Rakhine: Covid aggravates apartheid towards Rohingya Muslims
In the report "An open prison without end", Human Rights Watch denounces a climate of increasing abuse and persecution of the Muslim minority. 70% of children denied the right to education. Life in the camps similar to "continuous house arrest". For many it is impossible to hope for the future.
Yangon (AsiaNews) - The Covid-19 pandemic in Myanmar, considered the new hot front in Southeast Asia together with Malaysia, has once again highlighted the conditions of serious fragility of the Rohingya Muslim minority in the western state of Rakhine.
For years targeted by the Buddhist majority, the local community is still subject to threats, forced to live in conditions of overcrowding, denied aid, subject to travel restrictions that end up increasing the risk of transmission of the virus. This is the complaint in a recently published report by Human Rights Watch (HRW), according to which the Rohingya are also subject to extortion, harassment and hate speech by the authorities.
Entitled "An open prison without end", the study highlights how since 1982 and with an acceleration in 2012 by the military leadership, the Muslim minority has been increasingly the target of attacks and violence. An escalation that, according to some experts, would have resulted in a real policy of "genocide" - an accusation rejected by the democratic leader and Nobel Peace Prize winner Aung San Suu Kyi - or of forced flight abroad in precarious humanitarian conditions.
HRW experts report that Rohingya children are denied the right to education. About 70% of the 120,000 school-age children in refugee camps in Rakhine State have no access to education. The restrictions on movement imposed by the pandemic have exacerbated the problem and most can only attend makeshift lessons set up by makeshift masters.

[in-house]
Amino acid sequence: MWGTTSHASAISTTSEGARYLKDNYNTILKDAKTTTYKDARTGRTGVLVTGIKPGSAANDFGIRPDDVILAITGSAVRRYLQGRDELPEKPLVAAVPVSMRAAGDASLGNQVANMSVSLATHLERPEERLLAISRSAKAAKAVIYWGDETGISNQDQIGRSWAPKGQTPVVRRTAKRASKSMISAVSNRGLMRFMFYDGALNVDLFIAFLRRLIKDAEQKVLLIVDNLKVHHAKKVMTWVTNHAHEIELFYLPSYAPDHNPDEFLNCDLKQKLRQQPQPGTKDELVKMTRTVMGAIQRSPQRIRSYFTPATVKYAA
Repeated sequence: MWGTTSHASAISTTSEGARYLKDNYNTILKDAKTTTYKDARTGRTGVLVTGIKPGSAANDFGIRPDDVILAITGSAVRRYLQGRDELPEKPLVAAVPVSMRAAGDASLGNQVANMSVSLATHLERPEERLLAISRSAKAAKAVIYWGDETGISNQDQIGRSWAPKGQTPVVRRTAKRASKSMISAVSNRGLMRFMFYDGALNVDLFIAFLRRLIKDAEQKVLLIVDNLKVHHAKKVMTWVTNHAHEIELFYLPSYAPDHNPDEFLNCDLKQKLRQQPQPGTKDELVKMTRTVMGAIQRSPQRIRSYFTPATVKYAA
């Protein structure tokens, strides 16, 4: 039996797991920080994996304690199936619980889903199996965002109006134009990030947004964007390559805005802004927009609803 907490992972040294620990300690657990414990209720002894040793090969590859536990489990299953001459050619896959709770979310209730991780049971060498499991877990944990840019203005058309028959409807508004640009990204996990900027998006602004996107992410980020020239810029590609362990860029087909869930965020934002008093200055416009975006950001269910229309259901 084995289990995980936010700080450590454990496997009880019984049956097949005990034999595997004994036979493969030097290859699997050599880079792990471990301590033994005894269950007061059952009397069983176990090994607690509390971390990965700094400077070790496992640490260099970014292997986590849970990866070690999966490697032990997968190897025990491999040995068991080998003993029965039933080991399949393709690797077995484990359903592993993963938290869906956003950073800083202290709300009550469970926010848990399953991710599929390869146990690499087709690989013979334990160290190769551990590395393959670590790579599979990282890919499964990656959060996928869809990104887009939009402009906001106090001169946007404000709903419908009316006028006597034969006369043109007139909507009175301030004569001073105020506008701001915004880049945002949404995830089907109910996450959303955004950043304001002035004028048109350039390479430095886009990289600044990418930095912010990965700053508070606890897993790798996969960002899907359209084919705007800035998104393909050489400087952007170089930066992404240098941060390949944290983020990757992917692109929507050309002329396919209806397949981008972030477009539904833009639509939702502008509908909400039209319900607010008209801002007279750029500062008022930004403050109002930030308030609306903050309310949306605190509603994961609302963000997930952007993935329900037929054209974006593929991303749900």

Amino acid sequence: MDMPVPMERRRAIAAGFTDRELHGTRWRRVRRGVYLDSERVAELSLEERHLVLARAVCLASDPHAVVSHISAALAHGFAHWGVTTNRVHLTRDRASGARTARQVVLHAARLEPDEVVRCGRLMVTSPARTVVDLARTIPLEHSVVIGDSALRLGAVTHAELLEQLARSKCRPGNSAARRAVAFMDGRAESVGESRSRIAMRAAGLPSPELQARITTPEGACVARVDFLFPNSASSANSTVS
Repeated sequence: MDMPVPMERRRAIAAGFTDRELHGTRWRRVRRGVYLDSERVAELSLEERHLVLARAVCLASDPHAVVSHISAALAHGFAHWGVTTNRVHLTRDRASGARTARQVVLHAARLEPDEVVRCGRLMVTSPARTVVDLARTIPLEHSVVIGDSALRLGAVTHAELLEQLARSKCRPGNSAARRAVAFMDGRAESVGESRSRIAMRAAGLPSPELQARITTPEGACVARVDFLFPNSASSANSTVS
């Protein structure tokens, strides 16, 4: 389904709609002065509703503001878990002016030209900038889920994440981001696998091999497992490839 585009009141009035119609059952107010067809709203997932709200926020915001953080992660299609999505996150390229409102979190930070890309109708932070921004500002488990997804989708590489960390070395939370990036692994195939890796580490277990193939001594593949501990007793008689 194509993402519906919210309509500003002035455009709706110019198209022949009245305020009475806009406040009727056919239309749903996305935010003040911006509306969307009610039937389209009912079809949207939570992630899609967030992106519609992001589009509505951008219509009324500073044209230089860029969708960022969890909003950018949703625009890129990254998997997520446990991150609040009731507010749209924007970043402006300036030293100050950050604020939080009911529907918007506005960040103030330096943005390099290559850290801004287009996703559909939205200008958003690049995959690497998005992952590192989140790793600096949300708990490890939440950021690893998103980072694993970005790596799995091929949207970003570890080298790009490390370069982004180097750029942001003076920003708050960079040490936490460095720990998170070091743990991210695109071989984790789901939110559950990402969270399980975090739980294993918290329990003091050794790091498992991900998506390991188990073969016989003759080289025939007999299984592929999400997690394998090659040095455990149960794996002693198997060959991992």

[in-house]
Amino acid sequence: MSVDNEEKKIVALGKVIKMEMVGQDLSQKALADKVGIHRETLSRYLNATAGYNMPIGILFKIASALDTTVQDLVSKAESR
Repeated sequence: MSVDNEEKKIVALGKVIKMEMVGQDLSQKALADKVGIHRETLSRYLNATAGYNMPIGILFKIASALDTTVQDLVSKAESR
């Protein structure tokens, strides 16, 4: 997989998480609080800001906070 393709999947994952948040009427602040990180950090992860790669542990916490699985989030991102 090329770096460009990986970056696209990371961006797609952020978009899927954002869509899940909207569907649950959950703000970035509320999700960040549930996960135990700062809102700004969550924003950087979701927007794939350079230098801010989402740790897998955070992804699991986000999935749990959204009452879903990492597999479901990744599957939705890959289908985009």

The denied right to education becomes an instrument to prolong the policy of segregation and marginalization for the Muslim minority, denying them "a future of self-confidence and dignity". This situation, the report continues, "ends up fuelling a vicious circle in which the conditions and services available worsen".
Many say that life in the camps is comparable to "continuous house arrest", in which "the right to freedom of movement, dignity, access to employment and education, certainty of access to food, water, health services is denied." According to some complaints, a system of apartheid similar to that seen in the past in South Africa against the black population is being applied to the Muslim minority; there would also be laws and governmental provisions to prevent the Rohingya from participating in the nation's political, social and economic life.
This set of factors has contributed to increasing morbidity and mortality, including Covid-19, in refugee camps, where there were already situations of malnutrition, diseases transmitted by polluted water and a much higher infant mortality rate than in Rakhine Buddhists.
The government led by the National League for Democracy (NLD), led by Suu Kyi, has repeatedly demonstrated that it does not want to improve the conditions of the Rohingya, concludes the HRW report, dampening the enthusiasm that arose in the aftermath of the victory at the polls in 2015. "How can we hope for the future?" points out Ali Khan, who lives in a refugee camp in Kyauktaw. "The local authorities could help us if they wanted to improve the situation, but they only end up denying us all rights."